He belonged to a well-known Catholic family. His father, Thomas Habington, an antiquary and historical scholar, had been implicated in the plots on behalf of Mary queen of Scots; his uncle, Edward Habington, was hanged in 1586 on the charge of conspiring against Elizabeth in connection with Anthony Babington; while to his mother, Mary Habington, was attributed the revelation of the Gunpowder Plot.
The poet was sent to the college at St Omer, but, pressure being brought to bear on him to induce him to become a Jesuit, he removed to Paris. He married about 1632 Lucy, second daughter of Sir William Herbert, first Baron Powys. This lady he had addressed in the volume of lyrical poems arranged in two parts and entitled Caslara, published anonymously in 1634. In 1635 appeared a second edition enlarged by three prose characters, fourteen new lyrics and eight touching elegies on his friend and kinsman, George Talbot. The third edition (1640) contains a third part consisting of a prose character of A Holy Man and twenty-two devotional poems.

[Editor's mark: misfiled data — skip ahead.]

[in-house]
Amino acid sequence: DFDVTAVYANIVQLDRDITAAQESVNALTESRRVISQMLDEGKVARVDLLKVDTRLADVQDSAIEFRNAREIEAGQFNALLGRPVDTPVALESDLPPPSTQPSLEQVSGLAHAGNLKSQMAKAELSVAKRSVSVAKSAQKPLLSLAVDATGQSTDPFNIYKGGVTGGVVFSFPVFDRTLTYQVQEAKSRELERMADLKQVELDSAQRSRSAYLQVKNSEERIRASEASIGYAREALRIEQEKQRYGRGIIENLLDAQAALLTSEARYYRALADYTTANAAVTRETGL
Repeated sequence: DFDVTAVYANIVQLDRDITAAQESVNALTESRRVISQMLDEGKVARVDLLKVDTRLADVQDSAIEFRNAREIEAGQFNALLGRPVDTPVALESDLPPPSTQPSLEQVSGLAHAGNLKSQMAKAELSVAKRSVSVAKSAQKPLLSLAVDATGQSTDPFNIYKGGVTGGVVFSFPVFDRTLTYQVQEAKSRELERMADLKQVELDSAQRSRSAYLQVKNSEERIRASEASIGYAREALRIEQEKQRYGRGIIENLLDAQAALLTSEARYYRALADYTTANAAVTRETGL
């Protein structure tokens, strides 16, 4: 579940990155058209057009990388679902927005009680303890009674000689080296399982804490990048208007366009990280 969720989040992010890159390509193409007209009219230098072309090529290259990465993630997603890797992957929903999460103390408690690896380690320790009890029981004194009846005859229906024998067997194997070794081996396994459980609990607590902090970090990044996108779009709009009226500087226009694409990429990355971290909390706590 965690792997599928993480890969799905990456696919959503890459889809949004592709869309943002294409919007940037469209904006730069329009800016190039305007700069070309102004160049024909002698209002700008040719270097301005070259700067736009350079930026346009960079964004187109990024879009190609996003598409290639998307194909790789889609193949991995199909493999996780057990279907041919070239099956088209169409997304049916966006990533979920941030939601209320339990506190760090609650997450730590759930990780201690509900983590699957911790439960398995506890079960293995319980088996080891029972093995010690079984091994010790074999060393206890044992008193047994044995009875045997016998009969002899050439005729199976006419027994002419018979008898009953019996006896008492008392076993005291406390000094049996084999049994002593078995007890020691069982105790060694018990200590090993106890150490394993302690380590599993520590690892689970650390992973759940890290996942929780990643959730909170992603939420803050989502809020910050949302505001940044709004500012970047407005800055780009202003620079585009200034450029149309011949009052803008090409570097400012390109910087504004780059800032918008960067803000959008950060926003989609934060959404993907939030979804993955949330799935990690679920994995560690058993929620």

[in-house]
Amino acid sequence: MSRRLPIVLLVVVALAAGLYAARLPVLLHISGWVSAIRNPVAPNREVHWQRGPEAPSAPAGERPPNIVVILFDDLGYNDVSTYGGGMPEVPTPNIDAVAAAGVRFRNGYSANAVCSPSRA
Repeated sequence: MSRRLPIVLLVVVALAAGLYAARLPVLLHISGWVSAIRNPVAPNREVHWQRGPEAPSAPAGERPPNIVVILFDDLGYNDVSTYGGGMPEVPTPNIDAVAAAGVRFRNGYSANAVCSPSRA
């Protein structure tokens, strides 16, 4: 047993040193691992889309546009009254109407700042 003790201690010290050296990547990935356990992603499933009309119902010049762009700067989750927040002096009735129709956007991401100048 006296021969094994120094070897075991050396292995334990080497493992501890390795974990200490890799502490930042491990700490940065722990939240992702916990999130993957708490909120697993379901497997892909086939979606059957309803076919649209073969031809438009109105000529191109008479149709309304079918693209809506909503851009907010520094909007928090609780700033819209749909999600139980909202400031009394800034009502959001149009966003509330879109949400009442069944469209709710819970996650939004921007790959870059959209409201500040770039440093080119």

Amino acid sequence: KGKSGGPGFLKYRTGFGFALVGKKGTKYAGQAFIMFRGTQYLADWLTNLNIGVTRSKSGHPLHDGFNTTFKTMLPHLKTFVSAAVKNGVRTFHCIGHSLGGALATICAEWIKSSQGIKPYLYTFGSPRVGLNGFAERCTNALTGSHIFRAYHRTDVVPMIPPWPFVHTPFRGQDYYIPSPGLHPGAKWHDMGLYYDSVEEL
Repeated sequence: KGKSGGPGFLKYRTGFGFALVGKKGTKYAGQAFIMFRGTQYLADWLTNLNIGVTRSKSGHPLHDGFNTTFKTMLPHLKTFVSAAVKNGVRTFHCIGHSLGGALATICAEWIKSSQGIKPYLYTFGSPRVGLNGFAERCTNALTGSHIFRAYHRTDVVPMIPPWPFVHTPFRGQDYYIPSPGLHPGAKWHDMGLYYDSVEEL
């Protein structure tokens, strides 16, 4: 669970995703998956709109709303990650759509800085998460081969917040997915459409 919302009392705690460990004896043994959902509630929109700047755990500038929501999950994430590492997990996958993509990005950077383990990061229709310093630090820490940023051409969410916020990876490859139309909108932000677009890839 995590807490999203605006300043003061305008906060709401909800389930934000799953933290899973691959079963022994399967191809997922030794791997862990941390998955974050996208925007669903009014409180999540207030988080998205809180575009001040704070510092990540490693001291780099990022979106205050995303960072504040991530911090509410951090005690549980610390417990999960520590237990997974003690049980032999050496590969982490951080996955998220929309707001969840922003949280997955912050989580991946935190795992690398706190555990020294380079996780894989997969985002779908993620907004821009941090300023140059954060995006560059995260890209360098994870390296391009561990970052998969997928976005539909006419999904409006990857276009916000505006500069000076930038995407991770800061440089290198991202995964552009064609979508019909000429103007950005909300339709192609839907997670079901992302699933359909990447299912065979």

He also wrote a tragi-comedy, The Queen of Aaragon (1640), published without his consent by his kinsman, the earl of Pembroke, and revived at the Restoration; and six essays on events in modern history, Observations upon History (1641).